Numerous Mac web sites and mainstream media have spread the “rumor” of an impending $500 Mac and new Mac applications. The pro-Mac web site Think Secret was one of the first to release the information to the public.
Think Secret has often been the public source of accurate information (rumors) about new Apple product information, lending more respectability to recent news of a $500 Mac.
Is Apple attempting to plug a leak in the secretive corporate culture of Cupertino (thereby protecting important trade secrets), or is the Mac maker trying to intimidate the non-mainstream Mac media? Or, is this really a combination of both but with the added benefit (by design) of gaining tremendous public relations notice?
Here’s what cNet is reporting:
“Apple has filed a civil complaint against the owner of ThinkSecret.com and unnamed individuals who we believe stole Apple’s trade secrets…” “We believe that Think Secret solicited information about unreleased Apple products from these individuals, who violated their confidentiality agreements with Apple by providing details that were later posted on the Internet.”
Apparently both confidential marketing plans and technical capabilities were released.
Hmmm. I see a few problems developing on the immediate horizon. First, Apple is well within their rights to sue to protect trade secrets. The company is among the most secretive in the US technology field.
How many of us knew about the sunflower iMac before the Time Magazine article?
Apple’s lawsuit, successful or not, will have a dampening effect on a number of Mac sites which specialize in digging up secret information (also known as “dirt” or rumors) for those of us who simply can’t get enough just by using our Macs daily.
The quote above says Think Secret solicited information about unreleased Apple products from various individuals. These same individuals apparently violated confidentiality agreements with Apple. The Cupertino computer maker now wants their collective necks hung out to dry (to mix a few metaphors).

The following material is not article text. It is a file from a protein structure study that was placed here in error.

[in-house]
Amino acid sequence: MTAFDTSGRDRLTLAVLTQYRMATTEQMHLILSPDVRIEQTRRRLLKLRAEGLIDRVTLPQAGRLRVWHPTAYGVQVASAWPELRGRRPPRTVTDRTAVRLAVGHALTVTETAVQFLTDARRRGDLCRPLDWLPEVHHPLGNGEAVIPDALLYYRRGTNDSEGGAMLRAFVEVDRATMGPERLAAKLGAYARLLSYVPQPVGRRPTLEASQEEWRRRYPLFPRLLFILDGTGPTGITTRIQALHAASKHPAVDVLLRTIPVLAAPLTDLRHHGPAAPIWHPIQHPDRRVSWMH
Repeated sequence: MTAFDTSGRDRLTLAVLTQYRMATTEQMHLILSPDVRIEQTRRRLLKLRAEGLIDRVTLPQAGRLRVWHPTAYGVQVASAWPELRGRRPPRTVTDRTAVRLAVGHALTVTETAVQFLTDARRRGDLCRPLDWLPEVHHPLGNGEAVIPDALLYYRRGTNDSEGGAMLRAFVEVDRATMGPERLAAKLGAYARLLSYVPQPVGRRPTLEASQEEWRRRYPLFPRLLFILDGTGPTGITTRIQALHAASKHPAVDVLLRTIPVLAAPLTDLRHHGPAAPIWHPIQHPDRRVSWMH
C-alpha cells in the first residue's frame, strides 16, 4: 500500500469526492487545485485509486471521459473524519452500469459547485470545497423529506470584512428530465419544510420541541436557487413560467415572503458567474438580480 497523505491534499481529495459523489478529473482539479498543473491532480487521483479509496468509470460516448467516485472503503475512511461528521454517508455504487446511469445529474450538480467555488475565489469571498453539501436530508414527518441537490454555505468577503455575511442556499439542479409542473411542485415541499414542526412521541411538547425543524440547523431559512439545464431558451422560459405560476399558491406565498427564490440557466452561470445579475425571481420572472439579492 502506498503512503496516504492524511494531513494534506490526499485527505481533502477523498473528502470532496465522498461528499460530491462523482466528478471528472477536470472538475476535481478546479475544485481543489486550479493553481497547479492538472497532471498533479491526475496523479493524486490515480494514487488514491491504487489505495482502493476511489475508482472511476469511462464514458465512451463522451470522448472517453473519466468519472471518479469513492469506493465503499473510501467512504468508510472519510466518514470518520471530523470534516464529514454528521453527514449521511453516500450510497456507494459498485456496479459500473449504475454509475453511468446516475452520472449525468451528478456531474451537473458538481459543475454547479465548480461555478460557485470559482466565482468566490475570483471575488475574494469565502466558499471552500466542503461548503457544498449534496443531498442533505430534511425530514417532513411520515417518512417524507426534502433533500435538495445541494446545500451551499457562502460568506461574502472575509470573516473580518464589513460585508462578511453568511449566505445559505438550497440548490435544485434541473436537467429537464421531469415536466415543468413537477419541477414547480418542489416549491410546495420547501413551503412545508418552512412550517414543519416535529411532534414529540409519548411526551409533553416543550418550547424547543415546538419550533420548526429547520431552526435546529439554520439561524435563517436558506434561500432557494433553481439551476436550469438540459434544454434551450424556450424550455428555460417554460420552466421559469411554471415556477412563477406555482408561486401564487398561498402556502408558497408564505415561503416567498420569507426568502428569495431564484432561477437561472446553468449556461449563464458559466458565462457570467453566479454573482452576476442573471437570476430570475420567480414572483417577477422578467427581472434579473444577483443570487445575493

In the process, some Mac sites may scale back their dirt digging efforts in fear of the expense of a lawsuit or two from Apple.
To be fair, email links, comments links, and forums are breeding grounds for nearly anonymous “secret tending” and it’s quite possible that some sites, Think Secret included, did nothing more than repeat, embellish, and publish simple “comments” from readers who posted or emailed such, using a name that received more credibility as accurate product announcements stacked up through the years.
We have both anonymous Comments link and a feedback link. You could easily “send” me what you think Apple will do, and, if plausible, I could publish it on the web site.
Other than the links, no real solicitation took place. I wouldn’t and don’t know you from Heidi Klum’s ex. Could Apple sue this web site because of such “disclosure?” Apparently.
Personally, I think this particular lawsuit is probably dangerous for free speech. We could be held liable if you posted actual secrets on our comments list, or on a bulletin board/forum (should we ever decide to do such a thing).
Apple is protecting their trade secrets (once they’re public knowledge are they “secrets” any more?) by the lawsuit. They’re also inhibiting freedom of speech by intimidating members of the public who may simply “speculate” what Apple’s about to do (don’t say you haven’t done that!) and how they’ll do it.
That’s bad for freedom of speech.
Plus, Apple gets tremendous marketing and public relations mileage out of the whole trade secrets lawsuit issue (should the “secrets” turn out to be true). The $500 Mac became very public knowledge over the holidays, right? Some companies would kill to get that kind of press without paying a dime.
Remember former president Jimmy Carter’s Playboy interview and “lust?” Same thing. It was Jimmy “who” to Jimmy the cool candidate almost overnight.
So, for what it’s worth, an un-named source has provided the following “secret” information which we are releasing at this time for the public’s interest.
Apple will, early in 2005 announce a new monitor-less Mac, priced at $499 or $599, using a new, powerful, low-power CPU. The new Mac will ship with Mac OS X Tiger, a new iLife ‘05 application suite, and a new iWork ‘05 application suite which contains a word processor, a spreadsheet and database, and Keynote.
Current Mac users will not be allowed to purchase the new Mac as it is targeted at Windows users who are dissatisfied with their Wintel PCs.
Oh, and a flash-based iPod will be announced, too.